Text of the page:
Food + Drink

Fresh Local Seafood

Mario Piña and Alli Jarrett are both serving up tempting regional flavors.

Houston may be best known for Tex-Mex, BBQ, and steak houses, but when it comes to eating, the Bayou City is also very fond of its seafood. From fancy white-tablecloth seafood emporiums to all-you-can-eat crawfish joints, Houston’s proximity to the Gulf Coast ensures an abundance of fresh-from-the-water options.

Two members of Houston’s LGBTQ community are making the most of that deliciousness in two very different ways. Chef Mario Piña’s La Fishería restaurant, located in downtown’s historic district on Milam Street, was started by celebrity Mexican chef Aquiles Chavez in 2012.

Mario Piña, La Fishería

“I came here in 2017 from Monterrey,” says Piña. “One week later we had Harvey.” The devastating hurricane shuttered the restaurant for seven months, and it didn’t reopen until March of 2018. Since then, the chef has built a steady following of fans. And one of the things they come for is his grandmother’s flan.

“When I was a child, I would sit on my grandmother’s porch and eat her flan,” he recalls. The Flan de la Casa is a creamy Mexican-style crème caramel served with Kahlua caramel sauce. Other specialties include the Pulpo a la Parrilla, a tender grilled octopus in lime plated with veggies and yucca; a trio of seafood tacos; and the Pompano al la Limon, a whole pan-seared and roasted pompano fish with a buttery lime sauce.

Plus, he’s just added a few new dishes like the seafood linguini. “Even though we’re a seafood restaurant, a lot of people ask for pasta, so I created this dish,” Piña says. The bar features cervezas, wines, and an impressive menu of whiskeys.

The chef is also a food blogger whose Instagram handle is Memo Rex Commander, after the third album of the Mexican band Zoé: Memo Rex Commander y el Corazón Atómico de la Vía Láctea. When he’s not in the kitchen you’ll find Piña at concerts. “I went to 30 concerts last year,” he says proudly.

Meanwhile, over at Alli Jarrett’s Low Tide Kitchen & Bar in Spring Branch, the menu evokes the childhood flavors of Jarrett’s East Coast upbringing.

Alli Jarrett, Low Tide Kitchen & Bar

“I’m from South Carolina,” she says. “I grew up going to the beach at Pawleys Island, so I love seafood.”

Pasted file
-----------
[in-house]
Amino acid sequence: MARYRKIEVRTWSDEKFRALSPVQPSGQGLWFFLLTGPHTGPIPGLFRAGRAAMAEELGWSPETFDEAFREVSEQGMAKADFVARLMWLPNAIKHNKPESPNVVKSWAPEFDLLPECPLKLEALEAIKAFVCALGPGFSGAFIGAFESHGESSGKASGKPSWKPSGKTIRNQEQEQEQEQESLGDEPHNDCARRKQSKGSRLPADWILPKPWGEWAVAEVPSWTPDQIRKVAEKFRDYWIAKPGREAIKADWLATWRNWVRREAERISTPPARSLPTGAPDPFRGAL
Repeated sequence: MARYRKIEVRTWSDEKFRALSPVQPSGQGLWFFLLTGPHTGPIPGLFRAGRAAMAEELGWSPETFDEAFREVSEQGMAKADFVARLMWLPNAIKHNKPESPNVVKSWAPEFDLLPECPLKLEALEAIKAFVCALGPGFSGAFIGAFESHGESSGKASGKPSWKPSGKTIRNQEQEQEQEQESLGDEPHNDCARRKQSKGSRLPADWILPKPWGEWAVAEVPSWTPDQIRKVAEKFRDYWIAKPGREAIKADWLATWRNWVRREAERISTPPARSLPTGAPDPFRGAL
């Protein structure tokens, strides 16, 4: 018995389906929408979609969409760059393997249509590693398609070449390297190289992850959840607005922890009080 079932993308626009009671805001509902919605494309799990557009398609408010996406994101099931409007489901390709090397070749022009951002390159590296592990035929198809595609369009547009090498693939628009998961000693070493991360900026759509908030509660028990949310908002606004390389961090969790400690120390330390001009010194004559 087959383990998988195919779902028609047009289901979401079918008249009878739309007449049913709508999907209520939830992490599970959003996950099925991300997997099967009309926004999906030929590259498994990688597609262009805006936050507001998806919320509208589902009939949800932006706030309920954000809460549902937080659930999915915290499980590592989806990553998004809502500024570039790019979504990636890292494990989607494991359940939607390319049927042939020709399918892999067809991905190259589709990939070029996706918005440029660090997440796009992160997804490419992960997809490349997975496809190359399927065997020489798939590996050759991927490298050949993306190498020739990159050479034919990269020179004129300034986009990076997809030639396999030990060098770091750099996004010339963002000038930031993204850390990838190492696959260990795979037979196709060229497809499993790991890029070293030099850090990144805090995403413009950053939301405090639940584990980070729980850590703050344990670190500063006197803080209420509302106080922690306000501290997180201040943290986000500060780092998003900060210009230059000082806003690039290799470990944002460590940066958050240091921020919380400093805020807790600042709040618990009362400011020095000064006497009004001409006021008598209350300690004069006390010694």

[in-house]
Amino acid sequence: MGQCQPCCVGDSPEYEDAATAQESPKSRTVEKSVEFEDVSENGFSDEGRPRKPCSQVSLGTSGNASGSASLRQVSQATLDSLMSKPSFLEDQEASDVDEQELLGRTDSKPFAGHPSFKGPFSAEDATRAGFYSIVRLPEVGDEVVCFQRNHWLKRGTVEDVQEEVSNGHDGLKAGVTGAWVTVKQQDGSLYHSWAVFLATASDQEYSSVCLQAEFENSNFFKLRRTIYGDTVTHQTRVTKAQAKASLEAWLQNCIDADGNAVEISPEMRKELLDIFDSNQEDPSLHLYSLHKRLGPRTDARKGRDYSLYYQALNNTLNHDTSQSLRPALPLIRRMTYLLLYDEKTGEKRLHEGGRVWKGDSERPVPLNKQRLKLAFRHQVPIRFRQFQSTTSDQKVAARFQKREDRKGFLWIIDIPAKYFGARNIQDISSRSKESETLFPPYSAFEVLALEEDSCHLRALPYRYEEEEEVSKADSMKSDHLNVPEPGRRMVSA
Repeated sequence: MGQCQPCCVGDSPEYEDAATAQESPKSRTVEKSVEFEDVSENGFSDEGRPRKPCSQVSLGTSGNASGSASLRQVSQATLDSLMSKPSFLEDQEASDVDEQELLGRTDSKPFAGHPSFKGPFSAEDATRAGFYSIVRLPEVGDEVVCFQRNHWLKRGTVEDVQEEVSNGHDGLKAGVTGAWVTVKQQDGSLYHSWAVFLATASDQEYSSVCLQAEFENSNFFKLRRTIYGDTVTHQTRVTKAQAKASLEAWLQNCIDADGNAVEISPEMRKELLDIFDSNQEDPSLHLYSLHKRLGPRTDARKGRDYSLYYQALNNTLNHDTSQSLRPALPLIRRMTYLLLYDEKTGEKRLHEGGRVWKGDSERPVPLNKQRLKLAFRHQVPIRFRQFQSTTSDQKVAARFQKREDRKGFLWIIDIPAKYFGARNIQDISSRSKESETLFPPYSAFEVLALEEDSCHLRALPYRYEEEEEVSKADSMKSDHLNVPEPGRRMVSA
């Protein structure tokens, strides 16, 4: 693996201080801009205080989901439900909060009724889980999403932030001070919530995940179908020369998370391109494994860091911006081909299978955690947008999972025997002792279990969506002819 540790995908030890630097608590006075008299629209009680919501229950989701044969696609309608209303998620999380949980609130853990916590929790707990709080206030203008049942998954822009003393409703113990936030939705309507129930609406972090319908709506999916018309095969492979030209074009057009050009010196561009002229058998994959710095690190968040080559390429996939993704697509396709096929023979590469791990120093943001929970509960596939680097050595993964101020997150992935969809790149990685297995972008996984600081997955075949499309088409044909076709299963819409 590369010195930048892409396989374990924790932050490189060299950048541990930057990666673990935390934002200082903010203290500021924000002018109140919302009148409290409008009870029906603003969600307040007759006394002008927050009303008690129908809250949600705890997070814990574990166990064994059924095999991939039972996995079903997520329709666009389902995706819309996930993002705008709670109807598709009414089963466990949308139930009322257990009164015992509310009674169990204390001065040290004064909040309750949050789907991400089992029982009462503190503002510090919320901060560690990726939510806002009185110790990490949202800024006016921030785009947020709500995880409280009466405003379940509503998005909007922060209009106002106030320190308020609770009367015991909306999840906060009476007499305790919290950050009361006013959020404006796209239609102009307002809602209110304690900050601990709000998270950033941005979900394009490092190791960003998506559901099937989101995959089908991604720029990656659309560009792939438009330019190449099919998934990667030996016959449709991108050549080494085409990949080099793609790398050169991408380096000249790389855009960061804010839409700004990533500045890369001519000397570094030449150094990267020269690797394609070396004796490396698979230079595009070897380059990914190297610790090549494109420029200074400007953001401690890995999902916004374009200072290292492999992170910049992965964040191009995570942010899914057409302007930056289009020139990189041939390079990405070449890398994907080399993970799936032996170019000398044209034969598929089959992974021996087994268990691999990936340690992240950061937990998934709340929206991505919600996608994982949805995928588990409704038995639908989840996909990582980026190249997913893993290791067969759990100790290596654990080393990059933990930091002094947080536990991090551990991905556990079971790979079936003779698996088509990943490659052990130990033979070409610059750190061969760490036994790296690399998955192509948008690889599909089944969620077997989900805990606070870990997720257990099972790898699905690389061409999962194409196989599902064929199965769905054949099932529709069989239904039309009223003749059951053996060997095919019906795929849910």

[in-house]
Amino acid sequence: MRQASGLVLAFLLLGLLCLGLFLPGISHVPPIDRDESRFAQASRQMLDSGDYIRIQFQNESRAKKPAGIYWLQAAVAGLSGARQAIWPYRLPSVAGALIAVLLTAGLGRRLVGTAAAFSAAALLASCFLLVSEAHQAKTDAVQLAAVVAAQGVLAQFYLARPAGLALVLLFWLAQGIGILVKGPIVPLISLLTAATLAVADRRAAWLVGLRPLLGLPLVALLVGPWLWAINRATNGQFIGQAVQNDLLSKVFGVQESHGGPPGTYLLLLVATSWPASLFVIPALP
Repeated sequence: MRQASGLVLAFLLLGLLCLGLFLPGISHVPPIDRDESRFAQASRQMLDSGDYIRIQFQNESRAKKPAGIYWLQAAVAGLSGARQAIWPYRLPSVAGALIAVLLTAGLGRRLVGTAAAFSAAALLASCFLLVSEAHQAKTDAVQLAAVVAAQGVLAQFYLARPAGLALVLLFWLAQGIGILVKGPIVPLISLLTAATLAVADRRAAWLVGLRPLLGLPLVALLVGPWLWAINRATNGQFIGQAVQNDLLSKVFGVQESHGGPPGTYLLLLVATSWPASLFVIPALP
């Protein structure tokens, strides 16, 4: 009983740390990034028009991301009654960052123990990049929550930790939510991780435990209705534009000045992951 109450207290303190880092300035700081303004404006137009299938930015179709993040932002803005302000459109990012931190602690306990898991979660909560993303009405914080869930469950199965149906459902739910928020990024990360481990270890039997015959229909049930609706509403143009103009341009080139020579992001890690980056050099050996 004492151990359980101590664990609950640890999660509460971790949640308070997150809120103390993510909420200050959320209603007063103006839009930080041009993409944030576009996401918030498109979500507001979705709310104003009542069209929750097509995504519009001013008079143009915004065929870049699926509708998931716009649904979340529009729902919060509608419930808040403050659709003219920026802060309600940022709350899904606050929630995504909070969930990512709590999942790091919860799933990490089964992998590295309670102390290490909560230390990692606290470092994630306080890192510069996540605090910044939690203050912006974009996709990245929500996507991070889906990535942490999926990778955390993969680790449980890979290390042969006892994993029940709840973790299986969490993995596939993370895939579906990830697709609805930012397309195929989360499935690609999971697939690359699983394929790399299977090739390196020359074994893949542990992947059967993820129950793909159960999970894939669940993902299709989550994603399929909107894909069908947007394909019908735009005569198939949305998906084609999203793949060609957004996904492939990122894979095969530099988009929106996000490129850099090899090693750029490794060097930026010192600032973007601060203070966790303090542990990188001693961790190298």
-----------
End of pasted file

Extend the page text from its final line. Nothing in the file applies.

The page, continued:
Jarrett also owns the popular Harold’s Restaurant, Bar, and Terrace in the Heights, as well as Harold’s Tap Room.

Low Tide Kitchen & Bar started life in downtown’s Finn Hall food hall, but that location ended with the pandemic. In 2022, Jarrett relocated to Spring Branch to open another version of the restaurant.

“Spring Branch reminds me of the Heights when I first moved there 20 years ago,” she says. “There’s a lot happening here, it’s really growing.”

Dining here will evoke the smell of salt marsh air and the sound of the waves from the Low Country, and the menu is drool-worthy. From the shrimp burger to the oyster nachos, everything is fresh and simple.

“Just good, honest seafood,” Jarrett says. Her partner, Karin, craves the simple fare like the fried shrimp and hushpuppies, while other best-sellers include the crawfish dip and chips, crab cakes, and stoneground grits and shrimp.

“And our ceviche is award winning,” Jarrett says. The dish of white fish, cucumber, onion, cilantro, citrus, and tomato took home the top Trailblazer Appetizer Award at the 2023 Houston Livestock Show & Rodeo’s Roundup & Best Bites Competition.

There’s also a darn good burger made with 44 Farms beef, a butter bean burger for vegetarians, and the popular Sister’s Fried Chicken and Mash.

Both Piña and Jarrett feature signature dishes inspired by their grandmothers. “Sister’s Fried Chicken is similar to the fried chicken that we serve at Harold’s,” Jarrett notes. “It’s based on a family recipe that my grandmother used to make.”

At Low Tide’s raw bar, you can get Gulf Coast oysters like the Oysters NOLP (North
of Long Point) or East Coast oysters on the half shell. Wash them down with a Low Country cocktail of whiskey and fruit juice, and it’s all good. 

Jarrett, a longtime golfer, stays busy with her restaurants these days, but she’s also very active in charities, her church, and the industry as an advisory board member of the Texas Restaurant Association.

While very different in regional flavors, both Chef Piña’s La Fishería and Chef Jarrett’s Low Tide Kitchen & Bar serve up seafood that is some of the best in Houston.

La Fishería is located at 213 Milam St.
For more info, visit

Low Tide Kitchen & Bar is located at 2030 Bingle Rd.
For more info, visit


Marene Gustin

Marene Gustin has written about Texas culture, food, fashion, the arts, and Lone Star politics and crime for television, magazines, the web and newspapers nationwide, and worked in Houston politics for six years. Her freelance work has appeared in the Austin Chronicle, Austin-American Statesman, Houston Chronicle, Houston Press, Texas Monthly, Dance International, Dance Magazine, the Advocate, Prime Living, InTown magazine, OutSmart magazine and web sites CultureMap Houston and Austin, Eater Houston and, among others.
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